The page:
Court commissioner launching write-in campaign for judge
KINGMAN — A Superior Court commissioner is challenging the winner of the Republican primary for a seat on the Superior Court bench.
Superior Court Commissioner Billy Sipe Jr. filed nominating papers Monday to run as a write-in candidate against Eric Gordon in the Nov. 6 general election.
Gordon defeated two other candidates in the Aug. 28 Republican primary to fill the Superior Court Division 6 seat being left by Judge Richard Weiss, who is retiring at the end of the year. There are no Democrats running in the general election.
“After the primary results, I believe — and so do a lot of other people in the community — that the voters should have an alternative candidate for Division 6 for Mohave County Superior Court,” Sipe told the Daily News after an appearance at Wednesday’s meeting of the Colorado River Republican Women’s Club. “I have a tremendous amount of experience — I have been a judge on
the Superior Court bench for four years. Prior to that I practiced law in Mohave County for 26 years.”
Members of the legal community urged him to run, Sipe said.
A write-in candidate’s name is not listed on the ballot. A voter who wants to vote for Sipe would have to write “Billy Sipe” on the ballot, the elections office said.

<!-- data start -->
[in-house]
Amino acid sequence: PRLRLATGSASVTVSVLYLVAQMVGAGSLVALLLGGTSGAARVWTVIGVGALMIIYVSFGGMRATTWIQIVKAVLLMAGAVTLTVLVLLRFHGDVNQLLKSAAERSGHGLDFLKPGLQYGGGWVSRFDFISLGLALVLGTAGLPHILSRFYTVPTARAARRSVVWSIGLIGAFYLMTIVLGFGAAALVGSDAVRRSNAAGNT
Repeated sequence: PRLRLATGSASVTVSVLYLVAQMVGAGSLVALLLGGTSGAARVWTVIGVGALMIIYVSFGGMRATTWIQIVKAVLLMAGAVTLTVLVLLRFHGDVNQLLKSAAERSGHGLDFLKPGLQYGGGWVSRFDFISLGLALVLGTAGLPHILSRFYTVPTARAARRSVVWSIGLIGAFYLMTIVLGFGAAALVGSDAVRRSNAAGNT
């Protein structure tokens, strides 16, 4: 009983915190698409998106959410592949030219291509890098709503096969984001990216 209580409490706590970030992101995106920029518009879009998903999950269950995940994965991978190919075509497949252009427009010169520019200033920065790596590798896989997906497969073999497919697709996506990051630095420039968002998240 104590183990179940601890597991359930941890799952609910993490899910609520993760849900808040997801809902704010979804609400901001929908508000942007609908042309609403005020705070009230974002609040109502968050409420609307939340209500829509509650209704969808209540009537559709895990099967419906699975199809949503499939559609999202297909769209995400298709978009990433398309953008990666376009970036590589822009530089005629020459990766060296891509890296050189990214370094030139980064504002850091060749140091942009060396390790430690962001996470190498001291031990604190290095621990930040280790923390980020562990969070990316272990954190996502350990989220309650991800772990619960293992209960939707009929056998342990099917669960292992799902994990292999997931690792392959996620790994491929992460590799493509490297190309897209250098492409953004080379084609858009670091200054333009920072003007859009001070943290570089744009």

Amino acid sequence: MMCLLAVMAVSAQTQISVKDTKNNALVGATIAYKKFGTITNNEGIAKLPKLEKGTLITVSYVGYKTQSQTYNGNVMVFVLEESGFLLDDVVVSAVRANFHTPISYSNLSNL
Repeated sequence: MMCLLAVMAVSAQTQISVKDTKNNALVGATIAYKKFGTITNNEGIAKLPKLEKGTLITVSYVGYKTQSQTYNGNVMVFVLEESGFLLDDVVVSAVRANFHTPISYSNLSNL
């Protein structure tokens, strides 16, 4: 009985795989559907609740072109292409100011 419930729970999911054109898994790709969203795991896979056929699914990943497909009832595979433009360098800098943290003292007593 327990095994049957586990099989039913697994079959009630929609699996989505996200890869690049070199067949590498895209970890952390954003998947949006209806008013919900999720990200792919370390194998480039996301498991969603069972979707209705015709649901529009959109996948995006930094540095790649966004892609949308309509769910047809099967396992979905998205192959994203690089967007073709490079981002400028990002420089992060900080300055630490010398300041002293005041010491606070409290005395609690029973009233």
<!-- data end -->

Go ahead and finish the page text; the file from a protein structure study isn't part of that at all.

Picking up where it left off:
He admitted that write-in candidates are long shots to win but he will be putting up signs, going door to door to meet people and campaigning.
“A lot of people say this can’t happen but I just say this is a perfect storm for a write-in candidate to win the position,” Sipe said.
Sipe was appointed Superior Court commissioner in December 2014, replacing Superior Court Judge Derek Carlisle. Sipe handles about 35 percent of all the criminal cases heard in Mohave County.
Sipe is willing to commute to the District 2 Superior Courtroom in Lake Havasu City to take Carlisle’s caseload, which includes civil and juvenile dependency cases, he said.
Carlisle tentatively is expected to be assigned Weiss’s criminal cases. Judge Rick Lambert also handles felony criminal cases.
If Sipe wins in the November general election, a new Superior Court commissioner would have to be appointed. That commissioner’s caseload has not been determined.
Sipe graduated from Northern Arizona University with a bachelor’s degree and received a law degree from Puget Sound School of Law in Washington before returning to Kingman. He practiced law for about 25 years as a private attorney, handling mostly criminal cases including death penalty cases.